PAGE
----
Our culture made a virtue of living only as extroverts. We discouraged the inner journey, the quest for a center. So we lost our center and have to find it again. Anaïs Nin
In order to deconstruct the egoic self, the personal narrative needs to be seen and crystalized to be dismantled. We are not trying to get rid of the ego - we need it to work, create, relate, make money and deal with life! It’s not about trying to get rid of anything. It’s really about bringing more and more awareness to our conditioned ways of being. Presencing is the first step in moving beyond the illusion of separation. Awareness can bring us back to our original state of goodness, peace, and wholeness! In order to find our center we must learn to let go of our sense of an objective “out there” world. What are we letting go of? The desire to be somewhere, someone, or something other than whatever is occurring in each moment. This means bringing our thinking, sensing, feeling, into alignment with the experience of what’s happening moment to moment, to let go of where we think we should be or how things should be, and experience how things are in this moment.
We should approach letting go not as another thing to do, but as an undoing of the holding on. Peter Russell
Desire and attachment mean grasping for something we don’t have that we think will bring us happiness, fulfillment, and peace of mind. It is a bottomless pit. Some people are satisfied with a little and others need fame and fortune to feel seen and heard, but it’s all an illusion. Chasing after this and that to find happiness only brings suffering - stress, anxiety, and tension. We let go to inquire more deeply about who we really are as a spiritual being. Who am I? Get curious, question your assumptions, explore your beliefs, examine your strongly held opinions… Deconstruct the sufferer. If we don’t have the sufferer, we don’t have suffering! Keep asking, “what is this thing I call I?” Notice that a different person shows up for different occasions. If you have an MRI no self shows up, only waves of energy, movement, and structure. You are only now! Not separate from the world. Life isn’t happening to you, it’s happening through you...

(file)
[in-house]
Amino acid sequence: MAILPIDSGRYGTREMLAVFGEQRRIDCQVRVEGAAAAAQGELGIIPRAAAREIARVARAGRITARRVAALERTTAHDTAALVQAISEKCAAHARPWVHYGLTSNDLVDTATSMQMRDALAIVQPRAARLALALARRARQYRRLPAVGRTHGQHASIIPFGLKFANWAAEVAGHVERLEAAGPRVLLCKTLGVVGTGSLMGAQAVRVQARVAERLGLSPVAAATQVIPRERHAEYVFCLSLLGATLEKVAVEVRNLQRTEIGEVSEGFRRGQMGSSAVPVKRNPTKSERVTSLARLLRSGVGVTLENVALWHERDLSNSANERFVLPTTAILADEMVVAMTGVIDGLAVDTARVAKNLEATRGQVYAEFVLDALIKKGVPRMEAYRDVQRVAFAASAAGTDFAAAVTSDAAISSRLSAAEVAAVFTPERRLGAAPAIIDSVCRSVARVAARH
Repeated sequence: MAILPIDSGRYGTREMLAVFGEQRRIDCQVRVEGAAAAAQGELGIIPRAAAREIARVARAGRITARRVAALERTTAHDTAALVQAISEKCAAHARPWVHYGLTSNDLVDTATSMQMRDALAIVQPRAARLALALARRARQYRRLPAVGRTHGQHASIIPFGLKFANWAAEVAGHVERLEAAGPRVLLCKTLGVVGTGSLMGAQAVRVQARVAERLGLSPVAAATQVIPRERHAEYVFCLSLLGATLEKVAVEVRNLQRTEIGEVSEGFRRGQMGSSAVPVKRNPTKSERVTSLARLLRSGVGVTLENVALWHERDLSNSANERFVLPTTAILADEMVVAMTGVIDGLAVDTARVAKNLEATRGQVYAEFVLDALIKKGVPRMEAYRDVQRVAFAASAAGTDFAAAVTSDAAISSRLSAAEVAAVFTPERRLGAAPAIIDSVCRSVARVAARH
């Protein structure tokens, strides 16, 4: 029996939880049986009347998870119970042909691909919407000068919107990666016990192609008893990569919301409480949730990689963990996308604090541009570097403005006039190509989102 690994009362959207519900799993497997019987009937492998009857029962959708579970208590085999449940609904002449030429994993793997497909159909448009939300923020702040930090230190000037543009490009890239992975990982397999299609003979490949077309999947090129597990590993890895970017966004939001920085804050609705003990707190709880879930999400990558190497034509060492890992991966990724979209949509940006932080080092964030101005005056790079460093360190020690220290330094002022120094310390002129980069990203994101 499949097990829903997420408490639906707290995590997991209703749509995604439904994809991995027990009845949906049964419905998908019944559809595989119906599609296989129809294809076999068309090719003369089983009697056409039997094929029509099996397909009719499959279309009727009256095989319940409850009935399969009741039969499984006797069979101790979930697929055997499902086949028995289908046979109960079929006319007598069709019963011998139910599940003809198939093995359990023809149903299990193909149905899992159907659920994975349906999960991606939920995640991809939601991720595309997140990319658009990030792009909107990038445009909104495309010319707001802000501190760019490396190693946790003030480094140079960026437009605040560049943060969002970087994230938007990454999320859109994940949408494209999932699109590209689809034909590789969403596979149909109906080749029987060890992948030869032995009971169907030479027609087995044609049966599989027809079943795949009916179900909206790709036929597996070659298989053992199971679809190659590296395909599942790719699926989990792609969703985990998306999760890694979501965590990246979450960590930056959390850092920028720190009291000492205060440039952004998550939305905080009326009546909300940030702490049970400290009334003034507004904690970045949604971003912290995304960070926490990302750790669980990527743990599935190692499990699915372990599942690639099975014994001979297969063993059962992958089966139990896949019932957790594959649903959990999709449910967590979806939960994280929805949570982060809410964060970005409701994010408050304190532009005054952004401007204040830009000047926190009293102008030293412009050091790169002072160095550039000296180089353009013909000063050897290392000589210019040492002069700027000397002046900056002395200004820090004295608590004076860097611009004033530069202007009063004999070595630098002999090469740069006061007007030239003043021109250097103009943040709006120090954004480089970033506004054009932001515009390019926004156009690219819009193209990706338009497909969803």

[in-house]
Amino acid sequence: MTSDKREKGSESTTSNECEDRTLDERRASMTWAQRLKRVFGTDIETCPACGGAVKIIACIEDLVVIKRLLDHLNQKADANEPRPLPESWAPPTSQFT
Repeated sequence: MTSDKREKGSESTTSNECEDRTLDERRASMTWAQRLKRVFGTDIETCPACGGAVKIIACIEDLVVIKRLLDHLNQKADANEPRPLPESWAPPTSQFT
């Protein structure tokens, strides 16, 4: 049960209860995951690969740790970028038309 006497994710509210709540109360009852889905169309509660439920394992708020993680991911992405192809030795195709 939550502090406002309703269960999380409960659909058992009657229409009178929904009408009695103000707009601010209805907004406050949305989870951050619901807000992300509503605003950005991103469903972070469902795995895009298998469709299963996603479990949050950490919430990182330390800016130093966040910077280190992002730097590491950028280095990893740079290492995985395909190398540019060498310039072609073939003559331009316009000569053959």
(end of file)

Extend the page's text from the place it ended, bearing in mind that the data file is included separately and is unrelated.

When we meditate we befriend stillness and become pure awareness. We return to our original goodness, essential self, we become a wave rather than a particle/object! For the most part, we/humanity is numb! We numb out with food, sex, material objects (mostly unaware of our grasping). We become bored, dissatisfied, anxious about the future. To see this is the beginning of spiritual awakening/transformation. We begin to deconstruct our false self. When the ego is threatened we get defensive, anxious, depressed, panicked - this is a good thing - it means the mask is beginning to fall away. We begin to see that our true nature is radiant love, light, and compassion. This is the peace that surpasses all understanding - this is when the illusion of separation begins to fall away! The need for control diminishes and we can just be with what is! We accept the flow of life, which oddly enough allows us to hear the emergent future!
An individual has not started living until he can rise above the narrow confines of his individualistic concerns to the broader concerns of all humanity. Martin Luther King, Jr.
Our mission at the Well of Light is to be a catalyst in dissolving the myth of separation and heal the wounds that separate, marginalize and alienate us from life itself. We believe that through trauma integration, community inquiry, and creating programs that connect us, we can create a new integrated, interconnected and essential human presence and discover a new meaning for what it means to be human.
Thank you for being a part of the Well of Light family. Your life and you make a difference in this great turning. We are here to serve you. Please let us know how we can best do that!
With love and gratitude, Michael & the Well of Light Team
The best way to find yourself is to lose yourself in the service of others. Mahatma Gandhi